Pay attention to details...
Here are a few suggstions that may improve this design.
Get rid of the red! There is simply too much red (or maroon) in the design of the home page. It "shouts" at the viewer and cheapens the design. Red must be used sparingly if you want to achieve a sophisticated look. Neutrals may make a better compliment to the maroon logo.
White space and marginsSloppy margins look unprofessional. The layout needs crisp margins between blocks of text and better use of white space. Stick to left-aligned text in all text blocks for an elegant simplicity.
NavigationThere is no consistent navigation scheme on all pages of the website. Once you click on a link from the homepage, there is no way to navigate to other portions of the site. Add a consistent navigation bar to all pages.
RefinementAttention to detail is needed to give this design some polish. For example, the logo has jaggy edges--it should be a higher resolution. I encourage the designer to study samples of clean, simple web design as a way of mastering the basics.
This designer has potential, but needs to pay attention to details.
This critique offered by Donald Peterson Newark1 Web Design Studio
It's not about web design...
It's about marketing
In our town you cannot get a table at the Outback Steak House with less than a 45-minute wait. You just can't, no matter what time of day. But right across the street is another restaurant where the food is twice as good -- the steaks twice as juicy -- for about the same price. Why does this happen? Marketing!
Both Bennie and Don have nailed the key elements for this web developer to concentrate on. And, rightly so, they concentrated on web design specifics. But Mr. DeFazio has problems that web design tweaks can't help. We need to back up and take a look at the big picture.
Both reviewers also made a slight misjudgment on one point: Red, Maroon, Burgundy are colors known for their appetite stimulating appeal. Keep the color! However you need to temper it with a range of warm colors. Open a bottle of Merlot or red Bordeaux, and match that color. But use it sparingly as an accent color along with muted tans, golds and browns. Show us breads and deserts -- tease us with the smell of fresh baking and oak.
Bennie's example was certainly nicely done, but the shift to black deadens the visual appeal, putting the whole responsibility of selling on the photos. This can spell disaster unless the photos are absolutely scrumptious. These aren't. Which brings me to the most important point:
People! Where are the PEOPLE??? Mr. DeFazio himself probably wouldn't buy catering from this site! Let's remember the famous old saying about road-side restaurants... where would you rather eat? At the place with no cars in the parking lot... or across the street where the parking lot is filled and the dining room is bustling? If no one eats there, you probably don't want to either.
Mr. DeFazio (or whoever) should get a photographer and stage some photos specifically for the web site. Or, perhaps it could be done by a staffer. But the key would be to begin developing a portfolio of good shots from actual catered events.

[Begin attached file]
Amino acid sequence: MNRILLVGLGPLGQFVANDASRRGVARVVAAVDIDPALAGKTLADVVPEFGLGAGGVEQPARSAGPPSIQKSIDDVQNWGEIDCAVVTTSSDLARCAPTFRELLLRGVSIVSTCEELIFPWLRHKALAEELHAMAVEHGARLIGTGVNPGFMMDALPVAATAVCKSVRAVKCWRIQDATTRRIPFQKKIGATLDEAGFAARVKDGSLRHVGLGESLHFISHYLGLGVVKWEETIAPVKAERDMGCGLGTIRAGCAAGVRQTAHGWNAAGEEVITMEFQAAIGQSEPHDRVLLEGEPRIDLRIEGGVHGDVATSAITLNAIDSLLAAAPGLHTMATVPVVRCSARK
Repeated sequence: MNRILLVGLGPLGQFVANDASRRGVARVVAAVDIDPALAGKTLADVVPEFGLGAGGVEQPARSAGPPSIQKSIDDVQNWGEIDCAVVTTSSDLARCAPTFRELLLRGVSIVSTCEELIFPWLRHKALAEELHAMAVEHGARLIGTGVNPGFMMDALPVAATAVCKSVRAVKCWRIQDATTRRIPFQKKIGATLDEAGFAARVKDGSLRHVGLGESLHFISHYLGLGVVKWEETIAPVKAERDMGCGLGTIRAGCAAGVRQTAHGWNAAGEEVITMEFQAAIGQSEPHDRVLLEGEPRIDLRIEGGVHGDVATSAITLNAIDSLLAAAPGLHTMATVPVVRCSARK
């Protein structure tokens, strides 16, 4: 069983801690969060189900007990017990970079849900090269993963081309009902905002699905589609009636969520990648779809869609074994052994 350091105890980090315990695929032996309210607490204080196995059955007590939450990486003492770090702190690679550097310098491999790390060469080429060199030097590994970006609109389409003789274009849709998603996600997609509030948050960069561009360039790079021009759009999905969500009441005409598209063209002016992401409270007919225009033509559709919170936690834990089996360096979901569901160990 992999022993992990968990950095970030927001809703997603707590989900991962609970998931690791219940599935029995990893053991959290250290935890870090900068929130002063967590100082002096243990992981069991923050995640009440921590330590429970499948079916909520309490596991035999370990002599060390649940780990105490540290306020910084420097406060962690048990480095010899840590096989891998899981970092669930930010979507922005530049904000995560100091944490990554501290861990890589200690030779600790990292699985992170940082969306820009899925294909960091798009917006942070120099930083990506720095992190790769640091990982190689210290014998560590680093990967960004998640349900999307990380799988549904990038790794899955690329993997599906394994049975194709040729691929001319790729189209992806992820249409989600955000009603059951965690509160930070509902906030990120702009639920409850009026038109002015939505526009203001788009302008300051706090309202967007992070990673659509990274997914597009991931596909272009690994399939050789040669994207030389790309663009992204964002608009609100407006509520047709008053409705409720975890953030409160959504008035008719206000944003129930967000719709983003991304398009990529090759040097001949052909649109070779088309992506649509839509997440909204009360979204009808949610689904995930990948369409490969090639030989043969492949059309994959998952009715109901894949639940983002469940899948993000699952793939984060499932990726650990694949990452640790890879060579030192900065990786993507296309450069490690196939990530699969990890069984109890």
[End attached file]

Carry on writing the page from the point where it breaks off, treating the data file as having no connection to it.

Let's see some happy people enjoying DeFazio's wonderful spreads... let's see a handsome chef carving the prime rib under warming lights -- and let's have a line of hungry diners waiting to be served! The photos DeFazio is using are cold and uninviting. Try taking the exact same shots again -- but first bring in a half dozen 200 watt lights and warm the scene up with some incandescent light. Fluorescent lighting and camera flash is the absolute worst thing you can use with food! Even if you have to stage an event and hire people to attend, if this is your product, you MUST show it! And your product is NOT lists of menus and arrangements or empty table place-settings. Your product is service, service, service and happy people gathering at an even and enjoying DeFazio's food and service, service, service!
Don't feel bad, Mr. DeFazio -- we surfed for a good half hour looking for a catering firm who does a good job on the web. Alas, all of the ones we found were simply horrible! It would seem catering industry needs a good shot-in-the-arm, a good lesson in marketing and some cracker-jack creative directors.
Both reviewers touched on the points of text -- particularly centered text. They nailed it! Never use centered text unless it's a list intended to be read line by line. Then use it sparingly, with very short line lengths where each line can be read as a single visual gulp. On web pages, centered text is death. People simply won't read it. The eye really needs that straight left margin to help organize and glide through the content. To make matters worse, those three "shapes" of centered text are encroaching on each other's space... the gutters between columns are all but nonexistent. In fact... let's re-write that content and kill about 60% of it because it's not needed at this point and no one will read it anyway! One picture will communicate ALL that text... or perhaps two.
This web site is a raw content draft -- not at all finished nor ready for publication. We don't mean to be too tough, but sometimes our reviewers aren't tough enough. You got to be tough to present tender catering! Sell us. Make us hungry. Convince us in the first 30-seconds that we definitely MUST have DeFazio cater our event!
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